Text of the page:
Critics Claim Texas Government Spends Too Much on Promotional Products
Last year, we reported that the Oklahoma state government was looking into spending less money on promotional products. Now, critics say that the Texas state government is spending too much taxpayer money on promotional items, like mugs, blankets and tumblers.
According to KHOU 11 News, Texas state agencies spent more than $8.8 million on promotional items between September 2008 and December 2015.
Bryan Black, a spokesperson for the Health and Human Services Commission, which bought juggling balls as a promotion, told KHOU 11 News that the items served an educational purpose.
"These items were purchased and utilized to reinforce training concepts," Black said. "Different quality control scenarios are written on the balls, and the balls were then used as a tool for the participants to answer scenario-based questions and apply the information presented during the class to reinforce learning."
Other government entities have tried to limit promotional spending in the past. In 2011, President Obama signed an executive order to decrease federal funding on promotional products by 20 percent. That same year, then California Gov. Jerry Brown banned official California state promotional products.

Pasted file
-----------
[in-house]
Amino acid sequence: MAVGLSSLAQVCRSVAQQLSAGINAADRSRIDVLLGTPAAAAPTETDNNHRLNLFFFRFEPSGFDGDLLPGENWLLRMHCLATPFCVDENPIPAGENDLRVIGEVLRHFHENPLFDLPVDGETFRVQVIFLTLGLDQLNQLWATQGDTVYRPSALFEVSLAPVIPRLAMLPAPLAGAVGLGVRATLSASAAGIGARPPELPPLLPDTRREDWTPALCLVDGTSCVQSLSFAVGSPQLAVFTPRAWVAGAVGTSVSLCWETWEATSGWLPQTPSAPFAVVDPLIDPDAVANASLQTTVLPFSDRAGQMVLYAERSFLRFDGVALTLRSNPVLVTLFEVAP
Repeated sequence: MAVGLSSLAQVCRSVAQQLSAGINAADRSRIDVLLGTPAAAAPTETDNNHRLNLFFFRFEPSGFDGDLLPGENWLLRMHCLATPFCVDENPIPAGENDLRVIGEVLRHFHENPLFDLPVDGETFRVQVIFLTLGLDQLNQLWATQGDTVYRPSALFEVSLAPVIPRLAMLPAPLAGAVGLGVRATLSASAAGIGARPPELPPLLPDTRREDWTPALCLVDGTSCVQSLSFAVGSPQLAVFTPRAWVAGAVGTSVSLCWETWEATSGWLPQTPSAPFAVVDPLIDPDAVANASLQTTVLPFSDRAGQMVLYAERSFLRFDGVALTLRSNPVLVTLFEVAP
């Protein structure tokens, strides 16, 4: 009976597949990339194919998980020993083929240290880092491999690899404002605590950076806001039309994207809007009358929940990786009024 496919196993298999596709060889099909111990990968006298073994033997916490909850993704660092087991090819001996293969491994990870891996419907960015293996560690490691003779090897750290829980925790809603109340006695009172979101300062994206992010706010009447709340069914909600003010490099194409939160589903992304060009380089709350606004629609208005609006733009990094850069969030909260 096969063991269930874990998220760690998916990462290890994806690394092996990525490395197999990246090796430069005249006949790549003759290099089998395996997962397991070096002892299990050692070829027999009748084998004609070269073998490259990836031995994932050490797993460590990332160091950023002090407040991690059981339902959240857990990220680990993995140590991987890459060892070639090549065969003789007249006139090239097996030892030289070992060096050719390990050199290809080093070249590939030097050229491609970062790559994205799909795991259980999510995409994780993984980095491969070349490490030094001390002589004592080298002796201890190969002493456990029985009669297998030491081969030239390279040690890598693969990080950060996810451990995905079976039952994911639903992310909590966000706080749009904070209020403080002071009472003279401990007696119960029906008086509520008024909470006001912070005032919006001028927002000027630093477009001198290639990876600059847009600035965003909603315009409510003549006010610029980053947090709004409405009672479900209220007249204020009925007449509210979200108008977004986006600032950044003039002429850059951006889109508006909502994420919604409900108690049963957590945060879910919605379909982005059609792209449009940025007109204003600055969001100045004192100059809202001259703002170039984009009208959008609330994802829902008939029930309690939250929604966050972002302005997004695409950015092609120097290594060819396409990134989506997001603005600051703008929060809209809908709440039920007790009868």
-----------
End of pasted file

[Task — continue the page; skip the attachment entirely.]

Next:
Seth Hutchinson, vice president of the Texas State Employees Union, told KHOU 11 News that the money spent on promotional items could be better used to pay employees.
"These trinkets and everything—it's a nice gesture, but that doesn't put food on a state employee's table," he said. "These trinkets are not a replacement for a real raise for these state workers."
Paul Bellantone, president and CEO of Promotional Products Association International (PPAI), commented on the issue as well.
"Research shows that employee engagement is linked to customer satisfaction and organizational performance," he told KHOU 11 News. "Better than half of America's largest companies use motivation programs as part of their business strategies."
What do you think? Is this an attack on the promotional products industry? Are the critics justified in their beliefs? Let us know in the comment section.